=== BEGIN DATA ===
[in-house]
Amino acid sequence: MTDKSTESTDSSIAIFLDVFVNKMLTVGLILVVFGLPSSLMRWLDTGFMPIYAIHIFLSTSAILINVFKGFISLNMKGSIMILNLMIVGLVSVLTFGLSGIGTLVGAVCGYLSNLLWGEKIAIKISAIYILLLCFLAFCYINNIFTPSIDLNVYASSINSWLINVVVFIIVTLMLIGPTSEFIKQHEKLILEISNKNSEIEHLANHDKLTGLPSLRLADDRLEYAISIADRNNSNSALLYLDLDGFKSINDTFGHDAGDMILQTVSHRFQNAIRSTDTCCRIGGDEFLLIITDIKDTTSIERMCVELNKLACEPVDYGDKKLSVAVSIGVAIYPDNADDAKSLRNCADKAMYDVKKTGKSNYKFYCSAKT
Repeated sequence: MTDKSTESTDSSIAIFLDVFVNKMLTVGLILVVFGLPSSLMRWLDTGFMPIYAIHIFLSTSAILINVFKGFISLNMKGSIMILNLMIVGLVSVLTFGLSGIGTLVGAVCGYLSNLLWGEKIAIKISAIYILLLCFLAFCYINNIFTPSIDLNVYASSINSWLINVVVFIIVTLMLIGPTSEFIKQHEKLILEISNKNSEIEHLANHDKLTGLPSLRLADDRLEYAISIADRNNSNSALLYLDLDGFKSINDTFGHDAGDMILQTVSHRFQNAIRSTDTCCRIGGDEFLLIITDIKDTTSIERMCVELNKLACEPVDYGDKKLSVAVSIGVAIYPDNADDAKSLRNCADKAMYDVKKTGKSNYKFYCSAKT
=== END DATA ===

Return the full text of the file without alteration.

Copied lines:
[in-house]
Amino acid sequence: MTDKSTESTDSSIAIFLDVFVNKMLTVGLILVVFGLPSSLMRWLDTGFMPIYAIHIFLSTSAILINVFKGFISLNMKGSIMILNLMIVGLVSVLTFGLSGIGTLVGAVCGYLSNLLWGEKIAIKISAIYILLLCFLAFCYINNIFTPSIDLNVYASSINSWLINVVVFIIVTLMLIGPTSEFIKQHEKLILEISNKNSEIEHLANHDKLTGLPSLRLADDRLEYAISIADRNNSNSALLYLDLDGFKSINDTFGHDAGDMILQTVSHRFQNAIRSTDTCCRIGGDEFLLIITDIKDTTSIERMCVELNKLACEPVDYGDKKLSVAVSIGVAIYPDNADDAKSLRNCADKAMYDVKKTGKSNYKFYCSAKT
Repeated sequence: MTDKSTESTDSSIAIFLDVFVNKMLTVGLILVVFGLPSSLMRWLDTGFMPIYAIHIFLSTSAILINVFKGFISLNMKGSIMILNLMIVGLVSVLTFGLSGIGTLVGAVCGYLSNLLWGEKIAIKISAIYILLLCFLAFCYINNIFTPSIDLNVYASSINSWLINVVVFIIVTLMLIGPTSEFIKQHEKLILEISNKNSEIEHLANHDKLTGLPSLRLADDRLEYAISIADRNNSNSALLYLDLDGFKSINDTFGHDAGDMILQTVSHRFQNAIRSTDTCCRIGGDEFLLIITDIKDTTSIERMCVELNKLACEPVDYGDKKLSVAVSIGVAIYPDNADDAKSLRNCADKAMYDVKKTGKSNYKFYCSAKT